Peer reviewers' evaluations remain confidential and are not disclosed to the public. Only external reviews, authorized for publication by the article's author(s), are made public. Typically, these final reviews are conducted after the manuscript's revision. Adhering to our double-blind review policy, the reviewer's identity is kept confidential.
The list of publisher reviewers can be found here.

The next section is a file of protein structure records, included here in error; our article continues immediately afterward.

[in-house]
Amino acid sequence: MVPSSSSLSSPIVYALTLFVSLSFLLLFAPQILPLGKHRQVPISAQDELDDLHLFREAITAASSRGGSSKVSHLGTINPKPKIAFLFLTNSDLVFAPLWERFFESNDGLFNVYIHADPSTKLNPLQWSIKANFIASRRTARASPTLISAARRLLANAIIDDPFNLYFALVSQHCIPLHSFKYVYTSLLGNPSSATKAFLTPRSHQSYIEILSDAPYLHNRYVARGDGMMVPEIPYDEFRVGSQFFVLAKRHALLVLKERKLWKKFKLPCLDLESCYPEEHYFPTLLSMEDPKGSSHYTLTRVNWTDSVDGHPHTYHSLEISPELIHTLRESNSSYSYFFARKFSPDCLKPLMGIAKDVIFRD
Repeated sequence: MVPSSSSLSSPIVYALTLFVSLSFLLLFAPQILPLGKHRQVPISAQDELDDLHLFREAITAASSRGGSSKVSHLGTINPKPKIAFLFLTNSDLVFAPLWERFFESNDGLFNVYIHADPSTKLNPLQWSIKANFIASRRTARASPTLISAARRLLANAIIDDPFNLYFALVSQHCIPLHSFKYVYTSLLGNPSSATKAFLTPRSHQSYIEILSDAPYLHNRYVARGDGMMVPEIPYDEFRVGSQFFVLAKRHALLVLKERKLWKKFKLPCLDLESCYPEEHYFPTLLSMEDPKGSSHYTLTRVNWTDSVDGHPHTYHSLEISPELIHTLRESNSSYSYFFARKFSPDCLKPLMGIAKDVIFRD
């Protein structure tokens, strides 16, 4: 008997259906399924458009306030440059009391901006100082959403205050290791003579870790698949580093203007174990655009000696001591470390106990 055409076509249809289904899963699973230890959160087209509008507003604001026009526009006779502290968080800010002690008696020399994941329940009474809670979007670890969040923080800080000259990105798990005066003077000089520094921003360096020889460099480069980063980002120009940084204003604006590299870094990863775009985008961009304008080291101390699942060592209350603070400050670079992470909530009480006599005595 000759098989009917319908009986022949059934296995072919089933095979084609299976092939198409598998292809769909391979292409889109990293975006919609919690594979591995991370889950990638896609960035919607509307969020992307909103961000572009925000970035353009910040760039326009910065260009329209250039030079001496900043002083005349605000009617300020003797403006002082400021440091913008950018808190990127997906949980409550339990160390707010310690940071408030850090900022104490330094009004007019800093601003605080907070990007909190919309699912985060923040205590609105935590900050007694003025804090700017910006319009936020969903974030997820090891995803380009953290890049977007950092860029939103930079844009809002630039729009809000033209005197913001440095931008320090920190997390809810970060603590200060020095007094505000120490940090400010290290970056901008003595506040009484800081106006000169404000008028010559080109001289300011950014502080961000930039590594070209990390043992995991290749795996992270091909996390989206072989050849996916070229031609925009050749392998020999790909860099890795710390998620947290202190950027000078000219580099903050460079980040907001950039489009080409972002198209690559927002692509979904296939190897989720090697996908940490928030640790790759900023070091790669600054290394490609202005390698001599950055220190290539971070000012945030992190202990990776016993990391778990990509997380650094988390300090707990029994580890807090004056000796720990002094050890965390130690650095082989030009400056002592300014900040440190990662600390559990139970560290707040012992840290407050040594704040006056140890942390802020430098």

To the journal "PHILHARMONICA. International Music Journal" the author presented his article "Palace music of the Qing Dynasty of the late XVII-XVIII centuries: the main aspects of research", which conducted a study of the directions of studying Chinese court musical art. The author proceeds in the study of this issue from the fact that the problems of the functioning of musical art in the closed sphere of the court life of the imperial palace of the Qing Dynasty of the XVII-XVIII centuries are insufficiently developed. The author sees the reasons for this fact in the historical realities of China: the study and more preservation of the art and culture of the last dynasty in China were considered after the abdication of the emperor in 1912 as exclusively bourgeois propaganda. As noted by the author, it was only at the end of the 70s of the twentieth century that Chinese scientists were given the opportunity to impartially study the imperial palace culture, whose history dates back thousands of years. The relevance of the study of the cultural and historical heritage of the Qing Dynasty is due to a number of political reasons: the Manchus, who hid their origin in order to avoid repression, were able to openly declare themselves, and in a number of schools and universities in China began to teach the Manchu language. The scientific novelty of the research lies in the systematic analysis of available scientific works devoted to the problems of the article and the development of proposals for further study of it. The theoretical basis of the research was the works of Chinese and Russian scientists, art historians and musicologists (G.M. Schneerson, E.V. Vinogradova, J.K. Mikhailov, Zhou Qi, Wang Haozhu, Zhang Ke, etc.). The methodological basis of the work is an integrated approach, including comparative, art criticism and bibliographic analysis. In his research, the author analyzes in detail two main areas of research on Chinese musical heritage: Russian musical sinology and Chinese musicology. After conducting a thorough bibliographic analysis of the Russian scientific discourse from the 1940s to the present, the author comes to the conclusion that there is a small amount of work devoted to the palace musical art of the Qing Dynasty. The author sees the reason for this phenomenon in the inaccessibility to Russian scientists of musical scores, which have only recently become the property of the scientific world, treatises describing music and other musicological sources, as well as in the difficulty of reading them. According to the author, unlike Russian musicology, Chinese is perceived to be very fruitful. There are both extensive theoretical studies and practical recommendations. The author notes that, in general, Chinese musicology focuses on the problems of fact, interpretation of ancient sources, and the peculiarities of the musical culture of this period as a whole. There are also interdisciplinary studies examining, for example, the influence of the Qing Theater on the formation of the Beijing opera. At the same time, societies, orchestras and ensembles promoting Qing music are functioning in the country. With all the variety of modern approaches to the study of Qing Dynasty music in Chinese musicology, the author observes disagreements regarding the assessment of the cultural significance of certain objects of research. In the article, the author also presents a detailed picture of court musical life, describes the importance of palace music of the Qing era. According to the author, the music involved in the palace art culture system performed not only the utilitarian functions of servicing the palace, but also had a significant impact on the range of artistic interests of the close aristocracy and nobility, as well as the development of culture and education in general. Having conducted such a thorough analysis, the author comes to the conclusion that modern Chinese musicology has quite clearly identified for itself the main areas of study of the Qing palace musical culture. However, the author concludes that there is insufficient knowledge of such an aspect as the sound of live music itself in different types of architectural spaces. In this regard, the author assumes the analysis of a whole complex of expressive means that combine both the acoustic features of the performance venues and the nature of the music, its type, genre affiliation, the composition of performers and instruments, the time of year, and the reflection of listeners. The author proposes to solve this research task in several directions: analysis of the socio-historical conditions of existence and development of court music of the Qing Dynasty of the late XVII-XVIII centuries; study of the architectural space of temples, palaces, imperial gardens and parks; source studies, implying the study of musical and theoretical works of the Qing era. In conclusion, the author presents the conclusions and main provisions on the studied material. It seems that the author in his material touched upon relevant and interesting issues for modern socio-humanitarian knowledge, choosing a topic for analysis, consideration of which in scientific research discourse will entail certain changes in the established approaches and directions of analysis of the problem addressed in the presented article. The results obtained allow us to assert that the study of an authentic musical direction is of undoubted scientific and practical cultural and art criticism significance. The obtained material can serve as a basis for further research within the framework of this issue. The material presented in the work has a clear, logically structured structure that contributes to a more complete assimilation of the material. This is also facilitated by an adequate choice of an appropriate methodological framework. The bibliographic list of the study consists of 25 sources, including foreign ones, which seems sufficient for generalization and analysis of scientific discourse on the studied problem due to the specificity of the subject of the study. The author fulfilled his goal, received certain scientific results that allowed him to summarize the material. It should be noted that the article may be of interest to readers and deserves to be published in a reputable scientific publication.